In many cultures around the world, for thousands of years people have been fermenting meat and fish for the sake of preserving it. This led to the discovery of the umami flavor, which today is termed the fifth basic taste, and which directly resulted from fermentation. Through fermentation, proteins get broken down into their component amino acids, triggering the release of glutamic acid which imparts the famous umami flavor. This development also took hold in East Asia. Since the soybean has been cultivated since ancient times and also has a full amino acid profile just like meat, people in Aast Asia have taken advantage of this bean through fermentation for a very long time. Fermented soy paste has different forms and names in different countries in East Asia, e.g. Doujiang(豆酱) in China, Miso (味噌) in Japan and Doenjang (된장) in Korea. The flavours also vary between spicy, sweet, and savory across different regions in Asia. Yet, in each food culture, they are cherished as basic flavouring ingredients and are all produced with salt, soybeans, and bacteria or molds - the drivers of the fermentation process.
Like soy sauce, Miso can come in a variety of colours and flavors. Another similarity to soy sauce is that fermentation time and ingredients determine the taste and color of the miso. To give an insight into how the different combination of ingredients with soy and the fermentation time creates a huge diversity of tastes, we will focus on the Japanese Miso Palette as an example. In Japan, Miso can be made of a combination of rice and soybeans, barley and soybeans, or only soybeans.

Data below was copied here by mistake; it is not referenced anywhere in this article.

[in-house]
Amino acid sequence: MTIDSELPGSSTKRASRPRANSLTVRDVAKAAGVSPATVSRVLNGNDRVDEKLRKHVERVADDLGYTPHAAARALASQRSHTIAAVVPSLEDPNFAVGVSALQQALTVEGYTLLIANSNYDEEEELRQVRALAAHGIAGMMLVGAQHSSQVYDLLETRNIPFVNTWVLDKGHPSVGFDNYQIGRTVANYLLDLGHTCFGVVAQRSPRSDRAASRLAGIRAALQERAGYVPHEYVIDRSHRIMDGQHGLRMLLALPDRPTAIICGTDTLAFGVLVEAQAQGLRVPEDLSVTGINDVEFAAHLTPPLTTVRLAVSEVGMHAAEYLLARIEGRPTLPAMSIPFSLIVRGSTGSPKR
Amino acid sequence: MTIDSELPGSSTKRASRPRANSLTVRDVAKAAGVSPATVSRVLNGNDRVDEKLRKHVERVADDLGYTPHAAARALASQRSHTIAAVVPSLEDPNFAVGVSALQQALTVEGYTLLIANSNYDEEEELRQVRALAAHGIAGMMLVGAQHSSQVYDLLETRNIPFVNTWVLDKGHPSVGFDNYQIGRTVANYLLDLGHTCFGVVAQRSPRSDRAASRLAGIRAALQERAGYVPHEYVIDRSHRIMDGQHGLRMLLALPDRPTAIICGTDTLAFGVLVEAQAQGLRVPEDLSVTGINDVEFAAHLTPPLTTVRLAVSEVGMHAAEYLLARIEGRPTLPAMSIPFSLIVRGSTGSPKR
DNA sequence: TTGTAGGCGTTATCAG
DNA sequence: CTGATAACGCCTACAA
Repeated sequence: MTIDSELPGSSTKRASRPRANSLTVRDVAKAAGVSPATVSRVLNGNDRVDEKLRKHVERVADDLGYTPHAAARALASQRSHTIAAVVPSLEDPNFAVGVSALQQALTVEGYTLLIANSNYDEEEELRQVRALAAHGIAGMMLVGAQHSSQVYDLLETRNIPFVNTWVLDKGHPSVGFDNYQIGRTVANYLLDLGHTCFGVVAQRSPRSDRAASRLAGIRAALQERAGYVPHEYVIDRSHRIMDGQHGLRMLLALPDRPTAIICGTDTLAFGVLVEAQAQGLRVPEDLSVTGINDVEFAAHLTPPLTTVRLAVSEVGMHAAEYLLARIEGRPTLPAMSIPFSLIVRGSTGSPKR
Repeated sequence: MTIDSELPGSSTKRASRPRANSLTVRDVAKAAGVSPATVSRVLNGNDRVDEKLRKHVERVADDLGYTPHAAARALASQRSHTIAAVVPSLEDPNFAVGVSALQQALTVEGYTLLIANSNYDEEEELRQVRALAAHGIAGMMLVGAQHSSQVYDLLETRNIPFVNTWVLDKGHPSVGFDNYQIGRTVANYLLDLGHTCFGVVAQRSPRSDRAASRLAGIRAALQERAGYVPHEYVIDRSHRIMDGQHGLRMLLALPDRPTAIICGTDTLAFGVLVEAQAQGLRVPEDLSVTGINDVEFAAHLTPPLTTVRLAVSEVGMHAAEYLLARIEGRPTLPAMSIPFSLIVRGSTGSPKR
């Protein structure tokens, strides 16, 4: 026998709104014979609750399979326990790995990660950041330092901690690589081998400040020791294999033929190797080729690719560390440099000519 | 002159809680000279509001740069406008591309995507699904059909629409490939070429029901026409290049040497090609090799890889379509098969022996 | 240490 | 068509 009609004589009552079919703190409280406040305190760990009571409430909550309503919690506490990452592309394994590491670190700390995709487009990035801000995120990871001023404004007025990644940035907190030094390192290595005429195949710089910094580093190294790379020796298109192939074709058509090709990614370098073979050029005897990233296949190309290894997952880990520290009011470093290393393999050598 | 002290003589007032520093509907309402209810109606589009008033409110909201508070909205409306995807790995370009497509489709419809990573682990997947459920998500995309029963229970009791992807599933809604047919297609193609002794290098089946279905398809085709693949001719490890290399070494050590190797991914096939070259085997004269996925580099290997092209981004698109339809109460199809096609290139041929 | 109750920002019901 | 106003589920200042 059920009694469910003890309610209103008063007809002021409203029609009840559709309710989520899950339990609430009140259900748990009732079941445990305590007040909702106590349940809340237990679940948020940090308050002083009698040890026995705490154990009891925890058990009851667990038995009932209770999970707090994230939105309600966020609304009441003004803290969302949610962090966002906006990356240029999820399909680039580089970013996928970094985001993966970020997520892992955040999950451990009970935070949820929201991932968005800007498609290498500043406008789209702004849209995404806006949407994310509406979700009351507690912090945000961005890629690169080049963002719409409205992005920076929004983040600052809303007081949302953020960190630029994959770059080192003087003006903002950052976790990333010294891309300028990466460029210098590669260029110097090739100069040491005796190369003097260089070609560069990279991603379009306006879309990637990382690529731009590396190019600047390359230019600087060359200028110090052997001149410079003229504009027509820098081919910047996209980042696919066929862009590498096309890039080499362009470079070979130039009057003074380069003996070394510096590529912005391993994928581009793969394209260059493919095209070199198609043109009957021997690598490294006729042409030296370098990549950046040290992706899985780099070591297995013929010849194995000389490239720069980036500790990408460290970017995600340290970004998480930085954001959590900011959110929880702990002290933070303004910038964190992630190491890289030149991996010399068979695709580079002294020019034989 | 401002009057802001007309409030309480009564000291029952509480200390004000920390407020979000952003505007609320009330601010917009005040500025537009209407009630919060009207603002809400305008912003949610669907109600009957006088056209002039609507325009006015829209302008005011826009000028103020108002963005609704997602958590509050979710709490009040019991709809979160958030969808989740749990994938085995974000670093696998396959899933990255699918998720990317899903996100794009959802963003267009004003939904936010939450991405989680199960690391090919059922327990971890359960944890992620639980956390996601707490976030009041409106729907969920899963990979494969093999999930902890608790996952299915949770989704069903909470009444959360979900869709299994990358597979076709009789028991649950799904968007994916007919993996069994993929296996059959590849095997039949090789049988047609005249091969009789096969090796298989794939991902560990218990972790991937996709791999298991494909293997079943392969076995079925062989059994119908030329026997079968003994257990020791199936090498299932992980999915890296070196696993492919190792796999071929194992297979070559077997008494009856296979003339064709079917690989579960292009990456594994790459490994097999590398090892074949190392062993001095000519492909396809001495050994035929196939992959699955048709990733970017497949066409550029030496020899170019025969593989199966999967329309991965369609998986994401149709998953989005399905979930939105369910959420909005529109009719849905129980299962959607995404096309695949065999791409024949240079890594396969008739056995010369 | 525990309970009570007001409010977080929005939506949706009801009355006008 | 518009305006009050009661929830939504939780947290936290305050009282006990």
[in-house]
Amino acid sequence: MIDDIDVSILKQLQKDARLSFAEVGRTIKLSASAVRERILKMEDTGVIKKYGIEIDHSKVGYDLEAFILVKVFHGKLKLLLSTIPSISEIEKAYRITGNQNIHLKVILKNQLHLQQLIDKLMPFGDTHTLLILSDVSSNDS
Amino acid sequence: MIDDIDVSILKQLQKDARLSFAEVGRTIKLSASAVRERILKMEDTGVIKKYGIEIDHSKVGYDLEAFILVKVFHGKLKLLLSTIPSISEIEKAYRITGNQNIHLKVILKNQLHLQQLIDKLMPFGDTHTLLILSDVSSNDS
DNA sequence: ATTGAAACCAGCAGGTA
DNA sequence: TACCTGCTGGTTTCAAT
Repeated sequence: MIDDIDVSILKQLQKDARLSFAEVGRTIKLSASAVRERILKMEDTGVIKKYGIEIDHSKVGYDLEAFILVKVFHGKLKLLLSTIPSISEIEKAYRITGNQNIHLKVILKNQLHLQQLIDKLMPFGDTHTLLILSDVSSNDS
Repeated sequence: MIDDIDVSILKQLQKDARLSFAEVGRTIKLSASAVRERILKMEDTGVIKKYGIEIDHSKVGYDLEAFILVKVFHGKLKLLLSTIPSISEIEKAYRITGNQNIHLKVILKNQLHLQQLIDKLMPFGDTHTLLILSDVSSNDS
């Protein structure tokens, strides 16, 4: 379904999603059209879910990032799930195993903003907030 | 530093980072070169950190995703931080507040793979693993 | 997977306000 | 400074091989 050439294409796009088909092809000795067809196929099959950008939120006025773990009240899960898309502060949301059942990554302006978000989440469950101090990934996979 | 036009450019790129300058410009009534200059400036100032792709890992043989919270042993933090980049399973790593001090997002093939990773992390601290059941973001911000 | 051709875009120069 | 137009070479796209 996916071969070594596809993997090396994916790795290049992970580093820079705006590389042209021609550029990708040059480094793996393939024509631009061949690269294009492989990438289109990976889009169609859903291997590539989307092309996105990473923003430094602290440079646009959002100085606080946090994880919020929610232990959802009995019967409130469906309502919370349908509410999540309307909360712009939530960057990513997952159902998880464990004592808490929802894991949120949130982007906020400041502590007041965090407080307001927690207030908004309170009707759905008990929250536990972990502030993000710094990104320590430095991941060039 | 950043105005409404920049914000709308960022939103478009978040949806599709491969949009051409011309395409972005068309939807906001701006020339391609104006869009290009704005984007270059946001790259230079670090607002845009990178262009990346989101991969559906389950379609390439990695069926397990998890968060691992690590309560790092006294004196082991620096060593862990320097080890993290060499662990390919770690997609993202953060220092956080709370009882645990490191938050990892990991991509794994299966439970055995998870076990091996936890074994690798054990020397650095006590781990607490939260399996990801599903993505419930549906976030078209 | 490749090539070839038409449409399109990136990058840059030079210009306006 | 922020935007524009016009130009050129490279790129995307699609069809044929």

Miso with Soy
This miso is made only from soybeans and fermented for almost three years. Hatcho Miso is named after the small village which it originated many hundred years ago. Hatcho miso counts as the most noble miso of all misos. Also, it used to be an essential food for supplying the military in Japan during the time when there were a lot of civil wars. As it is made only from soybeans, it develops a strong umami taste but has a less creamy consistency than most of the other miso types. Moreover, the long fermentation period unleashes an intense flavor. All in all, Hatcho miso can be said to have a full-bodied taste and a bitter, malty flavor that has a resemblance with the flavor of dark chocolate.
Miso with Rice and Soy
Shiro Miso (White Miso)
Shiro Miso is made of rice and soybeans and generally has the highest proportion of rice amongst all miso types. It also has the shortest fermentation time of all misos (3 months) which is where it gets its light colour from, hence the name Shiro, which means white in Japanese. Its short fermentation time and high rice content contributes to a rather mellow and sweet, and creamy flavor. Due to its subtle flavour, it is a good miso to get started with if one is not yet acquainted with the world of miso. Due to its mild and sometimes slightly nutty taste, it can even be used in place of dairy in some cases.
Product Example: Shiro Miso
Recipe Example: Shiro Miso Tagliatelle